Penn Pershing's experiments

Grogu's importance to Moff Gideon can't be overstated, and it's all tied to Pershing's work on cloning. It's revealed that Pershing needs Grogu so that he can extract and clone his blood. He then has different volunteers sign up to allow him to inject them with this cloned blood. Unfortunately, it looks as though his experiments don't have the desired outcome: Most of the bodies shown in the series are disfigured and seemingly dead, or at least in an inactive state. Interestingly, they resemble another "Star Wars" character who makes his mark some time after this series takes place: Supreme Leader Snoke.

Pershing is extracting and cloning Grogu's blood because of its high midi-chlorian count. As Qui-Gon Jinn (Liam Neeson) explains in "Star Wars: Episode I — The Phantom Menace," midi-chlorians are tiny little life forms that form a somewhat symbiotic relationship with the blood of certain beings. Those with a plentiful amount of them in their system are able to connect with and harness the power of the Force. Thus far, it looks as though Pershing's experiments have been a failure, which is likely why the Imperial remnants are scattered throughout the galaxy. But if they do manage to create Force-sensitive soldiers, this would change the balance of power in favor of the Empire. This could explain how the First Order manages to take over once more.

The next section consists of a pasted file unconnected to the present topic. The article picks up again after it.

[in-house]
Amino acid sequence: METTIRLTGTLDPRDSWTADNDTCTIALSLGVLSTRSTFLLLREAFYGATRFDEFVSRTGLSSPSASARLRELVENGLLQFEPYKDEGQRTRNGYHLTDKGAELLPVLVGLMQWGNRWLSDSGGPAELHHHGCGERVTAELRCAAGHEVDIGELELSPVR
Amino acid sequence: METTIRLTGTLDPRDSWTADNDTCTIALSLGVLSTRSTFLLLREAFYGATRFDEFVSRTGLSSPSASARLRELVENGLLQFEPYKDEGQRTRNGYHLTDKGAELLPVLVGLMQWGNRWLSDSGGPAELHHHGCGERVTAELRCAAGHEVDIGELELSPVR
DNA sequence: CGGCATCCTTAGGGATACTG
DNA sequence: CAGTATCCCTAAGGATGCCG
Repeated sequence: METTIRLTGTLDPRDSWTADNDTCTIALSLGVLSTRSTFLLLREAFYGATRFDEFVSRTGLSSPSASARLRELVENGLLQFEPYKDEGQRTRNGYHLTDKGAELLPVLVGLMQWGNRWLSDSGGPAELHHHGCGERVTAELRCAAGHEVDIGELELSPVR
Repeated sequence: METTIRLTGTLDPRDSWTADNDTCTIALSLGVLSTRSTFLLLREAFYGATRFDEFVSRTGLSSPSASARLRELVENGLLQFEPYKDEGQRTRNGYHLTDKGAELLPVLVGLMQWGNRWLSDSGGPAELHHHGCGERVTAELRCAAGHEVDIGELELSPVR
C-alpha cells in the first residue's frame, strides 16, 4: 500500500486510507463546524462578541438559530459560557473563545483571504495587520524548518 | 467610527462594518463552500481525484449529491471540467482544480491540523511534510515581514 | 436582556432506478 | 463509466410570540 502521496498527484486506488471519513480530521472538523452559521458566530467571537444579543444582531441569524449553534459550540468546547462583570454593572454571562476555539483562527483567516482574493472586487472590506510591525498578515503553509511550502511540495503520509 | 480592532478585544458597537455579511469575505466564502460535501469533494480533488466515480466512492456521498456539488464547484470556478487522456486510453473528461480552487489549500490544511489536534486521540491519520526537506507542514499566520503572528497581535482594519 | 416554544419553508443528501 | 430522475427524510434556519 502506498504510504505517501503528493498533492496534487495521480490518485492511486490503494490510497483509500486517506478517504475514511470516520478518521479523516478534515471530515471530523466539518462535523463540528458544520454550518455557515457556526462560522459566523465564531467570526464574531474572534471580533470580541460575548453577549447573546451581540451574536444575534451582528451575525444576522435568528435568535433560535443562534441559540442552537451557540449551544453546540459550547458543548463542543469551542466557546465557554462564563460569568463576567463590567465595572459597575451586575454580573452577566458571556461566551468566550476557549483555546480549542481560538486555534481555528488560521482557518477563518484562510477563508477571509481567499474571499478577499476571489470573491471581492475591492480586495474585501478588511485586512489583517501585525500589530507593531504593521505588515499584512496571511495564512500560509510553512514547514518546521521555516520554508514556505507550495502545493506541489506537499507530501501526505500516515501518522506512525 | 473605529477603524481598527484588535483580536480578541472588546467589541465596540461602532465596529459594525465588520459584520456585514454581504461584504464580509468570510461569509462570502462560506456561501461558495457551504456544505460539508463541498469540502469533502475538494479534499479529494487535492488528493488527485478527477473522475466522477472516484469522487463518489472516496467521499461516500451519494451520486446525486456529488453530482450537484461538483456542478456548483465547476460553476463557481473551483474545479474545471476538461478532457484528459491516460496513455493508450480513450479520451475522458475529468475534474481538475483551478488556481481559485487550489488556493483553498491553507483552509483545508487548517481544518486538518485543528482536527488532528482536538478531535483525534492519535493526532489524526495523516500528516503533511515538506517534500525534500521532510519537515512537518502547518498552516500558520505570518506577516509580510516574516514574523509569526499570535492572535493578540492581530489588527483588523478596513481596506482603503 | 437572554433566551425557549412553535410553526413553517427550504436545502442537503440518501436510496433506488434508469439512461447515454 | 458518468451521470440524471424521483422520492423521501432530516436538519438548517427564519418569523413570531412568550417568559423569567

Penn Pershing joins the amnesty program